“But I ask for adult volunteers all the time,” youth ministers respond. I think part of the problem is youth ministers want parents to be involved in what they’re doing, they don’t want to hand over the challenge to the adults themselves. Hey bud, I’ve got young kids, can you stop asking for me to come to committee meetings at dinner and bed-time?

The attitude is, “Come volunteer and help us with our program to reach your kids.” I think we’ll have a revolution when the world of youth ministry shifts its thinking: “How can we equip and serve you in your duty to pass on the Faith as fathers and mothers? It’s your job, not mine.” In Fraternus we’ve had a huge success in going into men’s groups and simply explaining their vocation to be life-giving fathers, to pass on the faith. Our attitude is: “Here’s how we can help, but it’s your job. We’re leaving now…” From there we exhaust ourselves in support and the offering of resources, but our constant reminder is that we serve them in their role as fathers in the community.

Imagine if the clergy or well-formed staff at a parish sat down weekly and challenged every father in the parish to greater prayer and devotion, and gave them the tools to be better husbands, fathers and teachers.   That “program” would be cheap, simple, and resoundingly effective. It wouldn’t even need a fancy logo and tagline. Not even a facebook page (GASP!). And if you’ve been as frustrated as I have with draconian policies, bureaucratic hold-ups, and political struggles behind chancellery doors at the parish and diocesan level, reaching out to parents is easy and effective – they can take their kids skiing without turning in a single form to you or having two adults present always or keeping all kids sleeping in a room without any adults! That last one proves that lawsuits are to be avoided more than hell.

I was once at a Byzantine Catholic parish and the priest, during his sermon, told the parents that if they had in any way neglected their duty to educate their children in the Faith that they need to come see him before they receive communion. Wow. I had never heard such a thing, but it turns out this was an attitude quite natural and normal before the professionalization of ministry. Just listen to the quiet gentle Cure of Ars warn his flock:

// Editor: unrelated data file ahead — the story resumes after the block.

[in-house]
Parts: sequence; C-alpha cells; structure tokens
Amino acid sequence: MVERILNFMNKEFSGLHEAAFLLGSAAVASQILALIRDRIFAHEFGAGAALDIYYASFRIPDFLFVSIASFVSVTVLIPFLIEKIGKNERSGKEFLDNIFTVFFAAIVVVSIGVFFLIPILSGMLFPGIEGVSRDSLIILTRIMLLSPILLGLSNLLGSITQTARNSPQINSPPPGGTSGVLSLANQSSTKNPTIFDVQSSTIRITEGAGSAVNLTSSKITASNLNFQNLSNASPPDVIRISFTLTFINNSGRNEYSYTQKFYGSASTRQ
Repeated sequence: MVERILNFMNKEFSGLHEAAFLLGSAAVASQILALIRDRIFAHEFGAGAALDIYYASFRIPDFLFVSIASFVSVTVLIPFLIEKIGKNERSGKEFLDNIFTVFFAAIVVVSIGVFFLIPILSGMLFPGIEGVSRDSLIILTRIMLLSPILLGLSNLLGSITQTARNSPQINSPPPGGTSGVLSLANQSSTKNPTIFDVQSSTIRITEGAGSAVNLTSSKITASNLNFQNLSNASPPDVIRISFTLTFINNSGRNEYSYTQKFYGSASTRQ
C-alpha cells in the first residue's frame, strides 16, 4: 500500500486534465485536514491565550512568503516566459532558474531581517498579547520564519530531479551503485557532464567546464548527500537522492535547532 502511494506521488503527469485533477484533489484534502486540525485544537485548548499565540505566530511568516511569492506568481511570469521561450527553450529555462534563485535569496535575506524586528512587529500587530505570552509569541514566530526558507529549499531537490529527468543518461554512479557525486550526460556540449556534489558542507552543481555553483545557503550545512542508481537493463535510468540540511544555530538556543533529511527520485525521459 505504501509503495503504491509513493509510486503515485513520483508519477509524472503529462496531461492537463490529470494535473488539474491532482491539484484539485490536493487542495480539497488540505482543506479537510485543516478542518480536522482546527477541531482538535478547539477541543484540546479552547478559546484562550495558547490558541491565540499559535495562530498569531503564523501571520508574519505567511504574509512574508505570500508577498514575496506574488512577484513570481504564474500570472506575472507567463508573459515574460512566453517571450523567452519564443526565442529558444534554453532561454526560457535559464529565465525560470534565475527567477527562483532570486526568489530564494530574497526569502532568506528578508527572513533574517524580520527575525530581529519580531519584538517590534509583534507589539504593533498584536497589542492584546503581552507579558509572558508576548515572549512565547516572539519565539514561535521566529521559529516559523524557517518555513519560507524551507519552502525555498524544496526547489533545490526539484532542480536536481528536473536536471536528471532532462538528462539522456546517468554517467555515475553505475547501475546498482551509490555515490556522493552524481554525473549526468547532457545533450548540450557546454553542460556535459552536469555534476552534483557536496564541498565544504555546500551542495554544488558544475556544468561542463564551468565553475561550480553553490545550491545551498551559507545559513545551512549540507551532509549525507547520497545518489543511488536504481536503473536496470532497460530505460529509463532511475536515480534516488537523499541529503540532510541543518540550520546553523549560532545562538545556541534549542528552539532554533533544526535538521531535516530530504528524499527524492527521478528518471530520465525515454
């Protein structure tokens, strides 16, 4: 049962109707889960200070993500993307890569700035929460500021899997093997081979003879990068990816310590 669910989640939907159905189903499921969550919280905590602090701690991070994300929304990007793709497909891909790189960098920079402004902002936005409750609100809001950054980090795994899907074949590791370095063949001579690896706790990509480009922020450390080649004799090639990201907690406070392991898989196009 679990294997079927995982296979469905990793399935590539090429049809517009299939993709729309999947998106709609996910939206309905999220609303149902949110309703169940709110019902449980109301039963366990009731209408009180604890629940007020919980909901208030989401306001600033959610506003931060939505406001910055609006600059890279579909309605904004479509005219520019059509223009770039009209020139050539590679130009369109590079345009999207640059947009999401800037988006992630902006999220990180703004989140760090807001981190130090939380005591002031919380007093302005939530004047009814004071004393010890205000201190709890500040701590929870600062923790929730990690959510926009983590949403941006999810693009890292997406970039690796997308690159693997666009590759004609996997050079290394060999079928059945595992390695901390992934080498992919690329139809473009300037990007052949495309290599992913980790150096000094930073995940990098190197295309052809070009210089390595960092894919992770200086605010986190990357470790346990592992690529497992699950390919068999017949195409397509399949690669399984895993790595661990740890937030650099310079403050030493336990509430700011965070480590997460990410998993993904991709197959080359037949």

“Go on, shameless fathers and mothers, go on into Hell, where the fury of God awaits you, you and all the good actions you have done letting your children run such risks. Go on, they will not be long in joining you, for you have outlined the road plainly for them.”

To my youth ministry colleagues: It’s time for a paradigm shift. We have to conduct our apostolic efforts in a way that recognizes, respects, and assists families in their primary role as educators. I don’t think this always means to stop having programs, though sometimes it might, but I mean that persons must be viewed and understood as members of a family, and the roles that pertain to membership in that family must be respected. Mothers and fathers have responsibility to teach their children the faith. If you rightly see that they are failing at that job, your job is to help them succeed! Do not swoop in like an over-zealous social worker and usurp the role of parents, but assist and augment them in that role. You owe this to the parents in justice. You will get less praise for your efforts and programming (because hopefully they’ll get credit for doing what they are called to do), but your apostolate will be more fruitful. Why? Because you may be equipped for ministry by training and education, but they are by vocation. The best use of your training and educating is to teach others to teach, starting with parents.

And parents? Step in. Yeah, you’ll hear all sorts of things about kids needing their space from parents and how they need peer this and that. Step in. This is your realm, your responsibility and calling. Let your kids go to pizza parties, I guess, but make sure that you’re not leaving their education in the hands of “youth ministry”. If youth ministry is a thing it might better be labeled “parenting”.

Jason Craig is the Executive Director of Fraternus, which trains and equips men to mentor the boys into virtuous, Catholic men. Jason holds a Masters in Theology from the Augustine Institute and writes for The Catholic Gentleman from his homestead in Western NC, where he milks cows and tends to a variety of plants and animals with his wife Katie and four kids (and counting).